Starro??? The Star Conqueror??? (well..it would be cool if...) sadly..no!!
Let me introduce you to the legendary Sea Daisy-Xyloplax (Concentricycloidea)!!
In 1986, 3 of world's most prominent echinoderm biologists, Alan Baker and Helen Clark from the National Museum of New Zealand and Frank Rowe from the Australian Museum in Sydney described a NEW beast that was truly stunning that it was published in Nature!!
This new beast was placed into a new CLASS of living echinoderms! The first to be described since 1821!!
Thus, it had parity with the other living "Big 5"..the Asteroidea, the Ophiuroidea, the Holothuroidea, the Echinoidea, and the Crinoidea. But why? What made it so distinctive? So interesting?? It was clearly an echinoderm but there were so many STRANGE things about it which were captivating!
- It lived in the abyssal deep-sea (1057-1208 m)
- It was collected on deep-sea WOOD. (This incidentally is where the genus comes from-"Xylos" for wood and "plax" for plate.)..Interestingly, there is now a WHOLE field of people who study animals and organisms that live on deep-sea wood ecosystems....but that's for another day...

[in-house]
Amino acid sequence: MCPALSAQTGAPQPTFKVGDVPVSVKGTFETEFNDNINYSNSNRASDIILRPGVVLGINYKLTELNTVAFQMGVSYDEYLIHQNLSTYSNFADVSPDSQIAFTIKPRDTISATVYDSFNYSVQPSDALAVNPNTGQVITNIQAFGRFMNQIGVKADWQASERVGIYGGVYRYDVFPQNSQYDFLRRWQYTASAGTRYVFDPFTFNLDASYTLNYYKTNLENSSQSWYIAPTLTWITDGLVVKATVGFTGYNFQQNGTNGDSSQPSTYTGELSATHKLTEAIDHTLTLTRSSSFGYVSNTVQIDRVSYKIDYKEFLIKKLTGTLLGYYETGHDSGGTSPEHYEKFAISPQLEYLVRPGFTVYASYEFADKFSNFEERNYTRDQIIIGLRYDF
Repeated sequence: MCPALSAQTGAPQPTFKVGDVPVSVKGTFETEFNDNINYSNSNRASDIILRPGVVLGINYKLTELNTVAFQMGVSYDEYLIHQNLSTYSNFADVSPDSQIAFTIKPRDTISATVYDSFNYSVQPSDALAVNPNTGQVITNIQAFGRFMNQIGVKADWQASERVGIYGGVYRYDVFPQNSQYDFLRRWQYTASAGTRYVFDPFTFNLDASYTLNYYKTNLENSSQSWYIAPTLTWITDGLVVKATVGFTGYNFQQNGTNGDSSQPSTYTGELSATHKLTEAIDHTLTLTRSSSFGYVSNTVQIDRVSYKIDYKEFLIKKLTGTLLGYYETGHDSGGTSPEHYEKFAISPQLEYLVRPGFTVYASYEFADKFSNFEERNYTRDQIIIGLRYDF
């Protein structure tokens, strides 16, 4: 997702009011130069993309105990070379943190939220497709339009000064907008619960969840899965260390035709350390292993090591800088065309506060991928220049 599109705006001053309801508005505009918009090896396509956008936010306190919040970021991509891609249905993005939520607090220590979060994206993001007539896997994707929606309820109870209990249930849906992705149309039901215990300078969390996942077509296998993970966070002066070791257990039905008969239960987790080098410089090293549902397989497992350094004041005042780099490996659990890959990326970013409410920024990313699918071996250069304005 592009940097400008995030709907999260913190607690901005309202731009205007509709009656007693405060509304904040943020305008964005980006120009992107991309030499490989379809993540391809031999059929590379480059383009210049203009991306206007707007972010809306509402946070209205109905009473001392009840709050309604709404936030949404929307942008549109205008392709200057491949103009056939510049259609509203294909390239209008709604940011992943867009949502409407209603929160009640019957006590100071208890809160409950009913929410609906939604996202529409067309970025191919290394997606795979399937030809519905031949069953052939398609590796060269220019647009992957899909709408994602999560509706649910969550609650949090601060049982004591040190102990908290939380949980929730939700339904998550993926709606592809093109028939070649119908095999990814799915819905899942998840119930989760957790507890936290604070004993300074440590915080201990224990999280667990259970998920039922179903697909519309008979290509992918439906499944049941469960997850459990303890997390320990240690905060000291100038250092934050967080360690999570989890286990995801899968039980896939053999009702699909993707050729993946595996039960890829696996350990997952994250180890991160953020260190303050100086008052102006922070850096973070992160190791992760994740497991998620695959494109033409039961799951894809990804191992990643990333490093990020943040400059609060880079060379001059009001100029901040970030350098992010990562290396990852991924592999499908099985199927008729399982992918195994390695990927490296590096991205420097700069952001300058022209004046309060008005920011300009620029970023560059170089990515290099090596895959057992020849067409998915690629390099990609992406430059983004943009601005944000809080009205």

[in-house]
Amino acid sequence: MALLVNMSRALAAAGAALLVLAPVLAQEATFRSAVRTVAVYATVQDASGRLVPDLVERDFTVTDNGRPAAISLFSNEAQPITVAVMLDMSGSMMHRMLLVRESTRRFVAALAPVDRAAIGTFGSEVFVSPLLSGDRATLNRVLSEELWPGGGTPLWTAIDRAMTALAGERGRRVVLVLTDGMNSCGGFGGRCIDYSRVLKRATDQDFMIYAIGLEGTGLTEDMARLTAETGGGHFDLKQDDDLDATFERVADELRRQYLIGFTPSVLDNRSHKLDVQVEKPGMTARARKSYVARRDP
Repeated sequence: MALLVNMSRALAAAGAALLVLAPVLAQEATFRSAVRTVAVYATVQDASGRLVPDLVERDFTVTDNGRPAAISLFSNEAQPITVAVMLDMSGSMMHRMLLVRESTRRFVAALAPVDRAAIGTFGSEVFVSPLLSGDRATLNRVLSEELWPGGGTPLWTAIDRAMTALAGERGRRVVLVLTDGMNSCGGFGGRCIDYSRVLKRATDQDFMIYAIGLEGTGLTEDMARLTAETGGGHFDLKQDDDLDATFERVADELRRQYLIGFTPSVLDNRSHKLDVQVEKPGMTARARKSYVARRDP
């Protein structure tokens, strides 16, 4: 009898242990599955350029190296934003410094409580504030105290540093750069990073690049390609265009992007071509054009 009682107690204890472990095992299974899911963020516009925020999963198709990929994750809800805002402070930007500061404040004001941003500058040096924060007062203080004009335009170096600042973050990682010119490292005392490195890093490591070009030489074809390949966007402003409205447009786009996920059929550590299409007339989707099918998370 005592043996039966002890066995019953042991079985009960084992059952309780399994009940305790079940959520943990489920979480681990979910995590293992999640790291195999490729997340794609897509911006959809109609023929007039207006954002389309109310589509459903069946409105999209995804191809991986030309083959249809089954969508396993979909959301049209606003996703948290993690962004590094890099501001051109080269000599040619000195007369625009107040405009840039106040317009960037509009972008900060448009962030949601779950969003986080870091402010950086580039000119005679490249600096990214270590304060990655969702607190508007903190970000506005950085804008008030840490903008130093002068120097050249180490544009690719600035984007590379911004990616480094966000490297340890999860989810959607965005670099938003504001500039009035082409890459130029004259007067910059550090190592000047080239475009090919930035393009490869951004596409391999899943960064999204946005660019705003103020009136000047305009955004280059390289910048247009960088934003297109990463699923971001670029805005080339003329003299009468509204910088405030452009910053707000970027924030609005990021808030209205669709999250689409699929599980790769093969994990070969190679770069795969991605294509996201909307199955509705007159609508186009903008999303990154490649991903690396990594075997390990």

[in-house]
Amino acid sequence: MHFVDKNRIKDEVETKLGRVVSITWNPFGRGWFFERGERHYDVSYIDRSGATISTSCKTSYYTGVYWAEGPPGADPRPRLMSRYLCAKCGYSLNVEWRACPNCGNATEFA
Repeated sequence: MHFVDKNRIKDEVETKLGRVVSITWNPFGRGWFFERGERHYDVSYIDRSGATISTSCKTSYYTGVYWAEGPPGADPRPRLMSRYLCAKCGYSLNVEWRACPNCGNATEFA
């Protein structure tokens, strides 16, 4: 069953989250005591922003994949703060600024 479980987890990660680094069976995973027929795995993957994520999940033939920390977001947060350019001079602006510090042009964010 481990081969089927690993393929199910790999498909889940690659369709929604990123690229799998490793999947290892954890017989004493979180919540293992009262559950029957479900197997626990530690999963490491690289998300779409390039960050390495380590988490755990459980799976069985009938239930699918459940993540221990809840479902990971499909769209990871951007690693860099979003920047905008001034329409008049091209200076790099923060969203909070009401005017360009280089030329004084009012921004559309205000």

- It brooded juveniles.
- Its adult size is REALLY, really tiny!
But its body form held MANY strange and radical skeletal differences not observed in OTHER known echinoderms:
- The radial water canals were arranged into concentric (i.e., one inside the other) rings (Note that It was here that the Class name "Concentricycloidea" was derived. From "concentric" alluding to the skeletal rings..and "cycloidea" for round body (or something thereabouts).
- Along those lines..the tube feet were arrayed in a RING and not in the usual paired or linear arrays seen in other living echinoderms
- The gut was nearly gone or absent.
- Its whole body was basically one big umbrella of plates, spines and some tissue holding it together....
- There was a ring of spines around the edge.
And that is where I will pick up later this week with Xyloplax pt. 2: Understanding teh Weirdness!!!